Hue Blanc's Joyless Ones
Arriere Garde LP
HB's JOs offer up another album of love TKO, repping the unseen pages and pages of words of the guys you see alone at garage shows. Blanc really dumps it out there on Arriere Garde, laying it on the line for women (“I'm just trying to fuck you”), old age (“Life has become desiccated, emasculation a mess of want and strife”), and thrift-store literary pearls like “Gold studded lobes glimmer humble sun show to hold now.” Shooting for the profound, Blanc slips a bit, but lands on both feet, gathering familiar, stalled wisdom from Bukowski and the last can in the case. The rock music on the record itself is well-done scratchy garage thump, with big chords crashing into one another in a Medway/Broke Revue sorta way, and grinding one riff wonders that might have fit on records by the Gun Club or the Flesh Eaters, two very obvious influences at play within. One could also make the whole Greg Dulli in sweatpants and a dirty shirt argument for this one as well, the songs of a man gone to seed and not quite ready to accept his fate. But words and music sometimes don't mesh, and one has the tendency to sour the other in different ways at various points throughout. Overall, the band is wild enough to warrant closer examination, though you might groan a bit at what you see. White vinyl.
The Cough of a Crane LP
Philadelphia-area hometapers here, just borrowing from wherever they can to put together a varied and fairly auspicious album. A scruffy approach, a handful of mood piece shoegaze moments, and a food court sensibility that only suburban teens know are the first things imminently noticeable. Their all-inclusive songwriting approach, holdin' it down for every place from teen acne-era Sebadoh to the whole of the Black Bean and Placenta Tape Club, indicates the logical endpoint of the whole lo-fi aesthetic as it was known in the '90s to both the heart-on-sleeve sap like Dashboard Confessional and the similarly attired folk “punk” of Against Me! Not that Chauchat are reaching to those ends, but their particular journey sounds as if it'll end with girls, if you get my drift. My sole complaints are thus: lyrics are pretty tough to endure in spots, and some of their songs are a bit too crowded to work the way that they should. Otherwise, it's a treat to witness bands like this reaching back and pulling out a plum. Edition of 300 copies in recycled, hand-decorated sleeves.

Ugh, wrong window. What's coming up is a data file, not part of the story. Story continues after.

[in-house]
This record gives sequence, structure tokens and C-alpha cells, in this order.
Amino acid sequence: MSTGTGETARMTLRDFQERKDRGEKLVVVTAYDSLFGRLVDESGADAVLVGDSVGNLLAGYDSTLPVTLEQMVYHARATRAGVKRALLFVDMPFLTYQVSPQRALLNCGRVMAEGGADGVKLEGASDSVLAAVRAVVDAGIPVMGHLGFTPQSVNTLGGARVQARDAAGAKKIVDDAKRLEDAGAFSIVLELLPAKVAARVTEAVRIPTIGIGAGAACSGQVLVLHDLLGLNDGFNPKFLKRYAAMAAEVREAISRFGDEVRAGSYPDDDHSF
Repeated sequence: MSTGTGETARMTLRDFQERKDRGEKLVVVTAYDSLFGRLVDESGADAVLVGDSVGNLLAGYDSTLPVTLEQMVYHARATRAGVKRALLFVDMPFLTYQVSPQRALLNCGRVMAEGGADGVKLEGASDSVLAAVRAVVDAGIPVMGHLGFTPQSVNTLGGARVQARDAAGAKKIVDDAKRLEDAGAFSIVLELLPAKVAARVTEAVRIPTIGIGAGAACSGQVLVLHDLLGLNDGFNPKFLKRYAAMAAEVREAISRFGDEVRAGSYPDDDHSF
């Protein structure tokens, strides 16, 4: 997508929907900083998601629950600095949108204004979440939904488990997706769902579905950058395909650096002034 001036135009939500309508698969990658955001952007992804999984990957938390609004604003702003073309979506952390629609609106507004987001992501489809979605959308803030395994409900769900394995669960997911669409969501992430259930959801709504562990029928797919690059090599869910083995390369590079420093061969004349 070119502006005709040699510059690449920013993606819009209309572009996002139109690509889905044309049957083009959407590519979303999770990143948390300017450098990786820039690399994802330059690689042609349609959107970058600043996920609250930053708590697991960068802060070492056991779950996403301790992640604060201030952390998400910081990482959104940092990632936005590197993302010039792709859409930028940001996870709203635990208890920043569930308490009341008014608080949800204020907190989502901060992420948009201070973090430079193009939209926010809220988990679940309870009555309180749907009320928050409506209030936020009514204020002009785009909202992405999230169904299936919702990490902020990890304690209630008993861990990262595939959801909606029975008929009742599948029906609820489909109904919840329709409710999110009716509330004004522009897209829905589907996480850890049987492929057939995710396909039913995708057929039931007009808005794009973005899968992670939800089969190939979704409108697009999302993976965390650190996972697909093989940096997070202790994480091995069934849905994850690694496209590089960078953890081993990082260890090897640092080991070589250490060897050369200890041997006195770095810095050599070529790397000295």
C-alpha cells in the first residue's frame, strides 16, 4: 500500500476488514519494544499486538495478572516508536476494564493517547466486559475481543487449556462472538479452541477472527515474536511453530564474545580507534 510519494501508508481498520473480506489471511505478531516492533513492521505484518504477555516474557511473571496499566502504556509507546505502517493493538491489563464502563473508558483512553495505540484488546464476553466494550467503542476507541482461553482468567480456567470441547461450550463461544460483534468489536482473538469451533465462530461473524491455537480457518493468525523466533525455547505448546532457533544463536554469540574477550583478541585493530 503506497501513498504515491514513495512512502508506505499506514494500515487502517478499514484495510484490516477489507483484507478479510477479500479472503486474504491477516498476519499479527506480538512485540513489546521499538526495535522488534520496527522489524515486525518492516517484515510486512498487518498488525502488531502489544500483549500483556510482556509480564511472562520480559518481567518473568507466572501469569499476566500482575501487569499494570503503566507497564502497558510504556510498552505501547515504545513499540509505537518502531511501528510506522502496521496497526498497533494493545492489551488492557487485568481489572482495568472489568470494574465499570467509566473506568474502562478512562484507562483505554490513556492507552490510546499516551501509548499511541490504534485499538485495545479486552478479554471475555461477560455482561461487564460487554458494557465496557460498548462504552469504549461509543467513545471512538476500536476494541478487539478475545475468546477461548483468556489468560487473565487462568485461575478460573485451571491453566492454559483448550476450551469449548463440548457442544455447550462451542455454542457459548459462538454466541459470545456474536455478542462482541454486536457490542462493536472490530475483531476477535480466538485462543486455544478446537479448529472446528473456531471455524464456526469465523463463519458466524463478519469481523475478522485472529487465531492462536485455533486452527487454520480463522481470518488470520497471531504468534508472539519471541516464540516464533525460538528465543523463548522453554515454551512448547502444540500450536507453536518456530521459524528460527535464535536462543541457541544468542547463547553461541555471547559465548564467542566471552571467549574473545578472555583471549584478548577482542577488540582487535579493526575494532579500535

Hard at Work LP
(Tic Tac Totally)
It took a while, but I'm now a fan of Digital Leather. Maybe I was only given his least impressive records to review in these pages, but Hard at Work finds humanoid Ryan R. with a rock-hard batch of songs that channel Peter Murphy through a bedroom studio aesthetic that just … works … so … well. Not since that Wierd Records compilation have I come across another modern coldwave act with as much presence, not to mention songs you'll walk away with. Numan comparisons are likely but unfair, D. Leather staging himself in a much more dramatic mindset for the better. Green marbled vinyl and some really dumb artwork aside, the music's the thing here, finally.
Goofy hardcore from America's Dairyland. I enjoyed their previous single “Jazz Phase” for its loose, crazy approach, somewhat in debt to bands like Fat Day. This one's OK. There's some real technique and stunt playing going on here, and a sense of humor which you might have to be in the mood for. Seems like a good time, though; maybe akin to a nerdier Allyoucaneat. Some copies on colored vinyl.
Weisse Messe LP
As riotous free jazz/rock splatter artists from Malaysia, Klangmutationen makes a case for the positive side of globalization. When did you ever expect blowouts this fevered to come out of Kuala Lumpur? Three long, untidy pieces are collected here, recorded live with extra heat; maybe a bit too much heat to place this group in most Euro-free traditions, and instead steer them towards extreme Japanese instrument abusers like Takayanagi Masayuki or Kaoru Abe. Scalding guitar textures mesh with exploratory drumming, bass wander, and the screech of alto and soprano saxes until the outfit boils over in protest, time and again. Crisp, trebly recording makes it sound as if the instrumentalists are right on top of one another. It's a trip man, a really abrasive and vital trip.